I’ve never been much of a fan of investing in airlines, as they’re so dependent on uncontrollable costs (like fuel), offer no real differentiation, and are constantly fighting a pricing war. But it’s hard to argue against the success of some of our smaller ones in recent years.

Game changer

When we think of the budget aviation revolution in the UK, easyJet (LSE: EZJ) springs to mind as a pioneer under the helm of Sir Stelios Haji-Ioannou. And it is Sir Stelios we have to thank for keeping the company focused on returns, as without the shareholder revolution that he headed, the airline would probably have overstretched itself and destroyed value.

Over the past five years, easyJet shares have soared by 296%, to 1,493p today, though they’ve gone off the boil of late and have lost 21% since 2015’s high point in April. Forecasts for this year are modest, with just a 3% EPS rise on the cards, but a 16% earnings hike penciled in for 2017 would drop the P/E to 9.2.

That would be the lowest valuation the shares have been on since 2012, and since then we’ve seen the dividend multiplying threefold to a predicted yield of 4.5% this year, rising to 5.3% next. That makes easyJet shares look good value to me, as long as a Brexit vote doesn’t kill our budget airlines’ cheap access to European skies.

Not as cheap

Short-haul competitor Ryanair (LSE: RYA) has been less popular with a lot of travelers due to its penny-pinching approach to customer service, but it’s served shareholders pretty well — Ryanair shares are up 279% over five years, just a shade short of easyJet’s gain, to 1,492p.

Ryanair’s earnings growth has been similarly impressive too, but we’re not expecting to see any dividend cash before the year to March 2017, and then it’s only expected to yield 0.5%. Despite that, the shares are on a higher P/E than easyJet of 12 for 2017, and 10.5 based on 2017 forecasts.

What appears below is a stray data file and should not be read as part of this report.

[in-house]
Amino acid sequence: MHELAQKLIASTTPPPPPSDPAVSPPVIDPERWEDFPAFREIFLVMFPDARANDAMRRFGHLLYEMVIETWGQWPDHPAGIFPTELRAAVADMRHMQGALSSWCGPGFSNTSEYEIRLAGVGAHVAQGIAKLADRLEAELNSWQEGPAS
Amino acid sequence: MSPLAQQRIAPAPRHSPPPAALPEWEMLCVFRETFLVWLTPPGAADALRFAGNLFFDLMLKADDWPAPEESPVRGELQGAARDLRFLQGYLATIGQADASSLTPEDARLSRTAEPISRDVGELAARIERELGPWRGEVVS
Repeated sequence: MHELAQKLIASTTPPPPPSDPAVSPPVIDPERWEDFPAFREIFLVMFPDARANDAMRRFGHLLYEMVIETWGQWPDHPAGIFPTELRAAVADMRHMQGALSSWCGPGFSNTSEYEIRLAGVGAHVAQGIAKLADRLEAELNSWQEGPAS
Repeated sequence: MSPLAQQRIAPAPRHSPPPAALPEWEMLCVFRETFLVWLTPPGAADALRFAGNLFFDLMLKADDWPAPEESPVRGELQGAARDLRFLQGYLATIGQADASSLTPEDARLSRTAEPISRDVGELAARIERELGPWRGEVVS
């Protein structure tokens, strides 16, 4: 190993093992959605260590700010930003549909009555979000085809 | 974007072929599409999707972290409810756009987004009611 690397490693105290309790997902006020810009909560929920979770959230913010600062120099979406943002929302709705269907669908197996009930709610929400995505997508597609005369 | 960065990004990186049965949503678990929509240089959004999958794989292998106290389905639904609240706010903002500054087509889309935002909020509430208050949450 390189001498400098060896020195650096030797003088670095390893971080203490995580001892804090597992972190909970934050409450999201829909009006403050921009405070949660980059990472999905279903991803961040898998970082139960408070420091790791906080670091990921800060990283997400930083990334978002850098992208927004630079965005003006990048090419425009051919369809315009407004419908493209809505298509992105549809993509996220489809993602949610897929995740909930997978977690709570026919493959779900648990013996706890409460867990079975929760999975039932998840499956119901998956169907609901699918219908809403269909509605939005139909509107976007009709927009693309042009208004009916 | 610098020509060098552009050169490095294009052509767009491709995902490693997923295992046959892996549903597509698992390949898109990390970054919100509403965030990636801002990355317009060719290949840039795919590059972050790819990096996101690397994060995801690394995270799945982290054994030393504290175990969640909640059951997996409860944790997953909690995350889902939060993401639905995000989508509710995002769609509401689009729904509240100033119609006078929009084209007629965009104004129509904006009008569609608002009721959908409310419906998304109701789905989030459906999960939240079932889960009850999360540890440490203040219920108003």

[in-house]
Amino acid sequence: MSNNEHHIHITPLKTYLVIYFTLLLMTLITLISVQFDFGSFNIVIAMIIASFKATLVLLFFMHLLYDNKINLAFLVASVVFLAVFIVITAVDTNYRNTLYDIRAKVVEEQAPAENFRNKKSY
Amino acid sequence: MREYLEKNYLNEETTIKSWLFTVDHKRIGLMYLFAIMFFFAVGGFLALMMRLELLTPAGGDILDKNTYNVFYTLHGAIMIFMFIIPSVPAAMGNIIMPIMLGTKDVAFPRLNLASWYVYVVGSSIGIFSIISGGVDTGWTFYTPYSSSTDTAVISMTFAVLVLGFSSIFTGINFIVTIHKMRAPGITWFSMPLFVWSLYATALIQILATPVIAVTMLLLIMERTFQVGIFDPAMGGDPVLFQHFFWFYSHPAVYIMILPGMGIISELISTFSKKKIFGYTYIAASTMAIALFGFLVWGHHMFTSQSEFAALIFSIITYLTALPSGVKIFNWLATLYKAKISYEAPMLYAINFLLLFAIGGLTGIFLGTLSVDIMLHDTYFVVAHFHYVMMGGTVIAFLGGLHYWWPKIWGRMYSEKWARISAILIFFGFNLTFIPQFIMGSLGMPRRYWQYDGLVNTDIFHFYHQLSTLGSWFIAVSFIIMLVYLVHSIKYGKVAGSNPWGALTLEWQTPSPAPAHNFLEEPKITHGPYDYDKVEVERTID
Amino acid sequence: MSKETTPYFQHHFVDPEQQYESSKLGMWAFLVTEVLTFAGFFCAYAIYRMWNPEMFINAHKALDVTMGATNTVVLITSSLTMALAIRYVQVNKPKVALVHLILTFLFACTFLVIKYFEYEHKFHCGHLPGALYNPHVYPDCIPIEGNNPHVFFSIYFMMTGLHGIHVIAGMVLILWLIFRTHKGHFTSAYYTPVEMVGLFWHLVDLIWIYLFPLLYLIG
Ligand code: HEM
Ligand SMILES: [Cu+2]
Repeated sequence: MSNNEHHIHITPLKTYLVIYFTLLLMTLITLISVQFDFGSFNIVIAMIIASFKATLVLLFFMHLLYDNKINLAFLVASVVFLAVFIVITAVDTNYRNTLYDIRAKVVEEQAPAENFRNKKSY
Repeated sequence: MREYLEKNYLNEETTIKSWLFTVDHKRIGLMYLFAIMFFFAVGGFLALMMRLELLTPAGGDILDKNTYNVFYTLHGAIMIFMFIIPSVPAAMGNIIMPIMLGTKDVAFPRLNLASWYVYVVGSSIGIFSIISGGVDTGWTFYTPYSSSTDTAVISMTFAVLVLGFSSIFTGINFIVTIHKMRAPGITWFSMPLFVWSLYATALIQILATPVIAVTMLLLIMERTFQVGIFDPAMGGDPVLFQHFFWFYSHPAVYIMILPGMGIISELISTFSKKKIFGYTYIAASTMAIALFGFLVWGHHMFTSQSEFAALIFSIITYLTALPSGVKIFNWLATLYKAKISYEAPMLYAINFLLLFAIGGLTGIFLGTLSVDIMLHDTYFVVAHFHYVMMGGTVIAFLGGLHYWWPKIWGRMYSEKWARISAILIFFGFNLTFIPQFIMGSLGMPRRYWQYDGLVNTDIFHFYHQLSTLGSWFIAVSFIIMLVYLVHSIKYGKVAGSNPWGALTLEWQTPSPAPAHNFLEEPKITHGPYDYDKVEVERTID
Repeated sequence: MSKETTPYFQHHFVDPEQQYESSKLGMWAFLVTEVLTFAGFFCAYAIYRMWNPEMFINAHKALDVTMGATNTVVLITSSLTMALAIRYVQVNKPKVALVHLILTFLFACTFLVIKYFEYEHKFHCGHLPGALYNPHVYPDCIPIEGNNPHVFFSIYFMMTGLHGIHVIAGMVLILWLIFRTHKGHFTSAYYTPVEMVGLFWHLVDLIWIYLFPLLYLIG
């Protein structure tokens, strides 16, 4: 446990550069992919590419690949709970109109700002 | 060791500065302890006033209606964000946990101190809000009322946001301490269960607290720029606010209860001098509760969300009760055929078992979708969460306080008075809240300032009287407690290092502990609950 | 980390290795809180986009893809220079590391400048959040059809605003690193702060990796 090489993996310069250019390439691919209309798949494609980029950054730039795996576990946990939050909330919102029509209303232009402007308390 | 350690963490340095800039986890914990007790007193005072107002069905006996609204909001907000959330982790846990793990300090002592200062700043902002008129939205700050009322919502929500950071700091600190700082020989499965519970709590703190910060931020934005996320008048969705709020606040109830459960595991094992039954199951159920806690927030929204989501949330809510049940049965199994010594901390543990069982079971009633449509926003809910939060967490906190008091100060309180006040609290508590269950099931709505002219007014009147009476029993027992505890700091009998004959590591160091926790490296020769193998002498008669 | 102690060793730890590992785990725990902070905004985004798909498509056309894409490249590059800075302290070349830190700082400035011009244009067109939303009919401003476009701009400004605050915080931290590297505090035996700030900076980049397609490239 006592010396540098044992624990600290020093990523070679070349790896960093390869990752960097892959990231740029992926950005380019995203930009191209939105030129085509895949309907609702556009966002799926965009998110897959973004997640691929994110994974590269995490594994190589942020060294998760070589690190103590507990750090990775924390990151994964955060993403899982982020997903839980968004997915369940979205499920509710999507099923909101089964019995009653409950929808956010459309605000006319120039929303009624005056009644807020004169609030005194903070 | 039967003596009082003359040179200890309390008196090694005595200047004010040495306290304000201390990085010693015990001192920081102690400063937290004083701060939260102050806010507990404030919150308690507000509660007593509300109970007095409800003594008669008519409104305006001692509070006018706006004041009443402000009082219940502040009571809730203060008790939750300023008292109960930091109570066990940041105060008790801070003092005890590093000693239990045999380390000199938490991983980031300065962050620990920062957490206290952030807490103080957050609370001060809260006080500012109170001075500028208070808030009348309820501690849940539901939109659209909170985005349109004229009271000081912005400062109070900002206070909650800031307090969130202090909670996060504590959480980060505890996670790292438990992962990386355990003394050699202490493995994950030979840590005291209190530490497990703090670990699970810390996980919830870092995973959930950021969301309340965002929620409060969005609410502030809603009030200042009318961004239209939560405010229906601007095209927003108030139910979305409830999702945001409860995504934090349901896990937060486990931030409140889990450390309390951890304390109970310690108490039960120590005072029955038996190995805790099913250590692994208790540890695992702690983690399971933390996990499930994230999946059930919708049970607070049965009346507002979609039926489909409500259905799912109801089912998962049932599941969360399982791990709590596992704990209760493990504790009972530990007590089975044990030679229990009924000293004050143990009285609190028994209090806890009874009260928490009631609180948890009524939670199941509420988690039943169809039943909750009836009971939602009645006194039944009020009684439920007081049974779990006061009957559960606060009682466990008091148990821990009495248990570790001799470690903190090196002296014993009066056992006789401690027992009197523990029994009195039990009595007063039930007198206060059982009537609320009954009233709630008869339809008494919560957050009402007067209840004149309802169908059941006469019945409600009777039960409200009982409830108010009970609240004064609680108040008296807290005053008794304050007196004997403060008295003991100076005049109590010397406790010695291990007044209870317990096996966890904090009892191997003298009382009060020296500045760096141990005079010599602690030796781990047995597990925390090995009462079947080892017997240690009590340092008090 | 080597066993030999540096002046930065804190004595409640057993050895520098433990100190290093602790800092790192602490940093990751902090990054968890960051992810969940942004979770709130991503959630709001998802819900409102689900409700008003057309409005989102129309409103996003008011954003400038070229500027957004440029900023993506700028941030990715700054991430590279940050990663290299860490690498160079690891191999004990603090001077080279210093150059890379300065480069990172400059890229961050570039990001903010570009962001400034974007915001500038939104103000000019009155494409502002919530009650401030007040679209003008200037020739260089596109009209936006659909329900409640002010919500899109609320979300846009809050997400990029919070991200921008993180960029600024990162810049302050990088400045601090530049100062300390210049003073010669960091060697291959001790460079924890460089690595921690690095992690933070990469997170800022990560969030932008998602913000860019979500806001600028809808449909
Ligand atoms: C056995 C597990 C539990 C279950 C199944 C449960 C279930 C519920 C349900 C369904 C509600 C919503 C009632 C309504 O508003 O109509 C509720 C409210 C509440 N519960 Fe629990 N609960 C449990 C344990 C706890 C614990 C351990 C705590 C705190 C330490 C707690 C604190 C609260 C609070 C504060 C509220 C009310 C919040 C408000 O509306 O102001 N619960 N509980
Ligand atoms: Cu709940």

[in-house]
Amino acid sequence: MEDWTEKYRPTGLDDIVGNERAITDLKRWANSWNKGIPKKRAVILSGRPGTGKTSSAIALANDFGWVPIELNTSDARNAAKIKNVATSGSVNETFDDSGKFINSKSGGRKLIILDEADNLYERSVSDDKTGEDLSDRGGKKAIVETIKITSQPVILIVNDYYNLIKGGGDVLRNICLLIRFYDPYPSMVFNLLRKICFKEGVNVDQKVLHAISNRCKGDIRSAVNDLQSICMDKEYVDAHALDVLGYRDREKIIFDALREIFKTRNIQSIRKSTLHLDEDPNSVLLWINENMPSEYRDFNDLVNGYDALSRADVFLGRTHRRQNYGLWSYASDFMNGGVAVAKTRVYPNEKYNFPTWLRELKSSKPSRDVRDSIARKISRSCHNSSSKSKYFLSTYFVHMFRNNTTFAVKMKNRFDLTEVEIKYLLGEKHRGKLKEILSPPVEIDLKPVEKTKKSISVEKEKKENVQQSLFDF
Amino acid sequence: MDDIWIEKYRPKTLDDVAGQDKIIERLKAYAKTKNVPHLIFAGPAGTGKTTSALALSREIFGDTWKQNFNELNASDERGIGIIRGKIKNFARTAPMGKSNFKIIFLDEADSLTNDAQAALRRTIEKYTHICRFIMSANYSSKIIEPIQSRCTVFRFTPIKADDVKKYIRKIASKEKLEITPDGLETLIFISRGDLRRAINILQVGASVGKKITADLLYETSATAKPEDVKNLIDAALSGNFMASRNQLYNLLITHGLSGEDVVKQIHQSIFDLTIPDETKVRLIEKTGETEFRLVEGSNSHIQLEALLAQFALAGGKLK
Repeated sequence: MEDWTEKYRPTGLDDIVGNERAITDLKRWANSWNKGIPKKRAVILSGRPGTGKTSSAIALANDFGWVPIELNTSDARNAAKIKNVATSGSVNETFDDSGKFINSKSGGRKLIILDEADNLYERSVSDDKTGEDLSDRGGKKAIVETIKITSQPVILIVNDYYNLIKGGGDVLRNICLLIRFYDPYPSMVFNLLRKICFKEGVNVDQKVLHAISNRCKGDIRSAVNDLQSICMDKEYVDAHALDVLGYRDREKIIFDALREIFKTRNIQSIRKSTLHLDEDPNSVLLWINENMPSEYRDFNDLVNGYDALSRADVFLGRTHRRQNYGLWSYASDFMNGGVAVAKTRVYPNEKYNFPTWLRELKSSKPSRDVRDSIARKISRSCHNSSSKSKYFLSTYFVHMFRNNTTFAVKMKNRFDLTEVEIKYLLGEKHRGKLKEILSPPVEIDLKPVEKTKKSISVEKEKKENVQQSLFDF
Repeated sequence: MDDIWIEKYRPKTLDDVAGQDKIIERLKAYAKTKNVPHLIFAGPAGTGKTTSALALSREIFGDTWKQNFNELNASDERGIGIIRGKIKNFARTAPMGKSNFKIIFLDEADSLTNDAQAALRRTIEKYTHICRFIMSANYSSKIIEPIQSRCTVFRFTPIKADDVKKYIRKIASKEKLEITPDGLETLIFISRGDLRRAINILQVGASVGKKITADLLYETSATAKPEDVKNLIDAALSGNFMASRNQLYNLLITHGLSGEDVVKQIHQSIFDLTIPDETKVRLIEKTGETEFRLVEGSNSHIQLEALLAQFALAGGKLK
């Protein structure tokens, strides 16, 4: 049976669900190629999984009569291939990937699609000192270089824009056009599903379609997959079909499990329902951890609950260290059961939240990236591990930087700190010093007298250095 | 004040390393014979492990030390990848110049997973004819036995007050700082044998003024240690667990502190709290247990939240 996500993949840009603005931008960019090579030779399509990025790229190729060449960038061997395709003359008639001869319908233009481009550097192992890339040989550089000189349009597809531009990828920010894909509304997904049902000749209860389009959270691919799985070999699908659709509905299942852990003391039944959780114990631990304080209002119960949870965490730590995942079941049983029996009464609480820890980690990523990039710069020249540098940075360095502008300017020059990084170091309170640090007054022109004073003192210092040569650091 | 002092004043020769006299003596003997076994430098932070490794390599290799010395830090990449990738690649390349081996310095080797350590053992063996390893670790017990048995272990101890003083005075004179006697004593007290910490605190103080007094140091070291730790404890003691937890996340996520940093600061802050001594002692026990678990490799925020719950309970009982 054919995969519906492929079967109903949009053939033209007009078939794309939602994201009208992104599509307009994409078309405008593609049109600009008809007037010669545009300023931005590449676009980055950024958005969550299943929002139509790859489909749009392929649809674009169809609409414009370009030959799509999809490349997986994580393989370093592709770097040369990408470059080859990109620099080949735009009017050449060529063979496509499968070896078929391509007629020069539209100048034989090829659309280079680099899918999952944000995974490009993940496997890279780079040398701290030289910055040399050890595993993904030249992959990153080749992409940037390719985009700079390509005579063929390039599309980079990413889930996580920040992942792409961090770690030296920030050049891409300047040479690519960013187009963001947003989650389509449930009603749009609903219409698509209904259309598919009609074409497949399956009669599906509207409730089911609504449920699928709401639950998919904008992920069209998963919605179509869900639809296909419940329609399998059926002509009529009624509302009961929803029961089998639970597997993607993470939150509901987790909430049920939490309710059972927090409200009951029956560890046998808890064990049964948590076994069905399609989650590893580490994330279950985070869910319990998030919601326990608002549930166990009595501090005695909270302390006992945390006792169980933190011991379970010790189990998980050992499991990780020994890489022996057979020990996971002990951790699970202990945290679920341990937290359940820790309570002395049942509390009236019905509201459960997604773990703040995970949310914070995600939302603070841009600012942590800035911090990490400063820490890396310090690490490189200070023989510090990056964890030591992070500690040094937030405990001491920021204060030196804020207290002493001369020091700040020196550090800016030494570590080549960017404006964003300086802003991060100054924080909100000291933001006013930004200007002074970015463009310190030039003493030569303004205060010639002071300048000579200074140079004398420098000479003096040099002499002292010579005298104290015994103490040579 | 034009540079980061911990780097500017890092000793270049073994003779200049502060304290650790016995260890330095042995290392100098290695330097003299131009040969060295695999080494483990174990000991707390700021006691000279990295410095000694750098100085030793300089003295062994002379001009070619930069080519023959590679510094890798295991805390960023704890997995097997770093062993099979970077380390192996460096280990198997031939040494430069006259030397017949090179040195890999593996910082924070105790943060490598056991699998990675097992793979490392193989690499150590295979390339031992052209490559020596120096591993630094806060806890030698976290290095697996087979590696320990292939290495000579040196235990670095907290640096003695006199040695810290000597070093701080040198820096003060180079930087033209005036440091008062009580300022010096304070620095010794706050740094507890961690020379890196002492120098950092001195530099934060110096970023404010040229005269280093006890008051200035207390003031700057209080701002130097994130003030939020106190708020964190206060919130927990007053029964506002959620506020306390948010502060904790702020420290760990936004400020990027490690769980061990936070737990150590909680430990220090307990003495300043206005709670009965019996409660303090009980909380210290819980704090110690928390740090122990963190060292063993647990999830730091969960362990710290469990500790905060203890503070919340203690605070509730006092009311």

I still think Ryanair shares are reasonably priced and we could be looking forward to a few more years of growth, but of the two it’s the least attractive to me.

Recovery prospect

But the one that could well turn out to be the best bargain right now is Flybe Group (LSE: FLYB), whose share price has headed in the opposite direction to the other two, dropping 60% since June 2014 to 57p. After years of losses, the company has been firmly set on a turnaround plan — and the shares have actually picked up 13% since the end of May, in anticipation of positive full-year results.

And on Thursday we got that, with EPS coming in slightly ahead of the City’s forecasts at 3.1p, compared to a loss of 16.5p last year. Revenue rose by 8.7%, and with per-seat costs down 4.2% we saw adjusted pre-tax profit of £5.5m. “This year was the second full year of our three-year transformation plan and our performance has been very encouraging“, said chief executive Saad Hammad, pointing out that this is Flybe’s first year of profit as a quoted company.

Analysts are forecasting two more years of very strong EPS growth, suggesting a P/E for March 2017 of only 6.2, dropping to 4.5 the following year. That looks cheap.

Will your profits soar too?

Sir Stelios isn't the only one who can make millions from investing. To find out how you can do it yourself, just get hold of a copy of The Motley Fool's 10 Steps To Making A Million In The Market report.

What you'll learn, more than anything, is that the secret to long-term financial success is to spend less than you earn, invest your savings in shares, and perhaps most importantly of all... keep a cool head when all around are losing theirs.

What's more, it won't cost you a single penny of your savings to get a copy, so just click here now for your completely free report!

Alan Oscroft has no position in any shares mentioned. The Motley Fool UK has no position in any of the shares mentioned. We Fools don't all hold the same opinions, but we all believe that considering a diverse range of insights makes us better investors.